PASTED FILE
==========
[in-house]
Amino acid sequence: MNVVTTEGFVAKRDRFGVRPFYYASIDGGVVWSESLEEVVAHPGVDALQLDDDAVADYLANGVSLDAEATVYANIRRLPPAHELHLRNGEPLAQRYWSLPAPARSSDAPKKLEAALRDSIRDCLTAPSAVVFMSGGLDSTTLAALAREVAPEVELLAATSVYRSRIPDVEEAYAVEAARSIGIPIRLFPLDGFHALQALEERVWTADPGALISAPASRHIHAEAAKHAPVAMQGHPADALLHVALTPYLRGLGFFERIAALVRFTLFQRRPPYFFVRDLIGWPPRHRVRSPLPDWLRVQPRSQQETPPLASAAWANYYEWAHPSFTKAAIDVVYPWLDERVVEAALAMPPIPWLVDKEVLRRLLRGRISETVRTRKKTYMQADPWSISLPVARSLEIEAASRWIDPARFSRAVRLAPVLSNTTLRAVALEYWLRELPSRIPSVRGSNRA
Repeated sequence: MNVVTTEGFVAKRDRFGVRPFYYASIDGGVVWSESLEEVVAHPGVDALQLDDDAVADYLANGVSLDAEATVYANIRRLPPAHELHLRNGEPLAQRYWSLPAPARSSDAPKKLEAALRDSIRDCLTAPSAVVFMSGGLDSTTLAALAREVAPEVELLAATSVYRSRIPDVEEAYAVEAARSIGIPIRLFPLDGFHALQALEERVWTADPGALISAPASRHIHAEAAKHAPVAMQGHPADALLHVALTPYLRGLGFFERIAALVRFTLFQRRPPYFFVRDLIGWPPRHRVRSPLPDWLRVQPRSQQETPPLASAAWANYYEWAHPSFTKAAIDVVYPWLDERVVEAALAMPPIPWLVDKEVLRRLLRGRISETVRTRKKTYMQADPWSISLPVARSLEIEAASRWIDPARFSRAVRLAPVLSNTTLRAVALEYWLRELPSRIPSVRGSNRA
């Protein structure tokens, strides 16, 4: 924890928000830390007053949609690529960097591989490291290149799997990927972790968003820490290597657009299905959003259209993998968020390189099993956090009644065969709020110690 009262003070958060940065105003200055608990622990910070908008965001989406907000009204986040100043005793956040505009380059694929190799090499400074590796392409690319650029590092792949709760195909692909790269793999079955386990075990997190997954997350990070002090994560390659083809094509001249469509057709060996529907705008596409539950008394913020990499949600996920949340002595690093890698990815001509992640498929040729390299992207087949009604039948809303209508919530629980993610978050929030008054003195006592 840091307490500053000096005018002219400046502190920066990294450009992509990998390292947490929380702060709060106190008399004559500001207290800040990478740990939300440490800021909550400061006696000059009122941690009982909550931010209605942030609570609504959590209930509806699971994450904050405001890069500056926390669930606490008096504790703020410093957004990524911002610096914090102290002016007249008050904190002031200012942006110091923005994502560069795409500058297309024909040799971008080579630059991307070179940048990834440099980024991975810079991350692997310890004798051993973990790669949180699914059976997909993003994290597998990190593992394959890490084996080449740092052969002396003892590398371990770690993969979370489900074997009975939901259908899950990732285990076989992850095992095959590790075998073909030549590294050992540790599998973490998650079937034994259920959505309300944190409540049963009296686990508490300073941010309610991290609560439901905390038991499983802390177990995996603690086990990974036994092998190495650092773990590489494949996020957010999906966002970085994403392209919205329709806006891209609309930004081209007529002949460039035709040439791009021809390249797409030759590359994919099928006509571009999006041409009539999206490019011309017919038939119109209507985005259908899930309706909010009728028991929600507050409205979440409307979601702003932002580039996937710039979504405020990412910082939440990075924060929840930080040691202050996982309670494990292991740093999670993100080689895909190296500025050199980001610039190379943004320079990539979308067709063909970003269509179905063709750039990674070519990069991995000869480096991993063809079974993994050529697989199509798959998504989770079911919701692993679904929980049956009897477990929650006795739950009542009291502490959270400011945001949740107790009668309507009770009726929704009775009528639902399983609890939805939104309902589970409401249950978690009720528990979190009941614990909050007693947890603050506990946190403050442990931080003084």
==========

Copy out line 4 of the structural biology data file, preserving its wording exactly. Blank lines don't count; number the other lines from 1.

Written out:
């Protein structure tokens, strides 16, 4: 924890928000830390007053949609690529960097591989490291290149799997990927972790968003820490290597657009299905959003259209993998968020390189099993956090009644065969709020110690 009262003070958060940065105003200055608990622990910070908008965001989406907000009204986040100043005793956040505009380059694929190799090499400074590796392409690319650029590092792949709760195909692909790269793999079955386990075990997190997954997350990070002090994560390659083809094509001249469509057709060996529907705008596409539950008394913020990499949600996920949340002595690093890698990815001509992640498929040729390299992207087949009604039948809303209508919530629980993610978050929030008054003195006592 840091307490500053000096005018002219400046502190920066990294450009992509990998390292947490929380702060709060106190008399004559500001207290800040990478740990939300440490800021909550400061006696000059009122941690009982909550931010209605942030609570609504959590209930509806699971994450904050405001890069500056926390669930606490008096504790703020410093957004990524911002610096914090102290002016007249008050904190002031200012942006110091923005994502560069795409500058297309024909040799971008080579630059991307070179940048990834440099980024991975810079991350692997310890004798051993973990790669949180699914059976997909993003994290597998990190593992394959890490084996080449740092052969002396003892590398371990770690993969979370489900074997009975939901259908899950990732285990076989992850095992095959590790075998073909030549590294050992540790599998973490998650079937034994259920959505309300944190409540049963009296686990508490300073941010309610991290609560439901905390038991499983802390177990995996603690086990990974036994092998190495650092773990590489494949996020957010999906966002970085994403392209919205329709806006891209609309930004081209007529002949460039035709040439791009021809390249797409030759590359994919099928006509571009999006041409009539999206490019011309017919038939119109209507985005259908899930309706909010009728028991929600507050409205979440409307979601702003932002580039996937710039979504405020990412910082939440990075924060929840930080040691202050996982309670494990292991740093999670993100080689895909190296500025050199980001610039190379943004320079990539979308067709063909970003269509179905063709750039990674070519990069991995000869480096991993063809079974993994050529697989199509798959998504989770079911919701692993679904929980049956009897477990929650006795739950009542009291502490959270400011945001949740107790009668309507009770009726929704009775009528639902399983609890939805939104309902589970409401249950978690009720528990979190009941614990909050007693947890603050506990946190403050442990931080003084």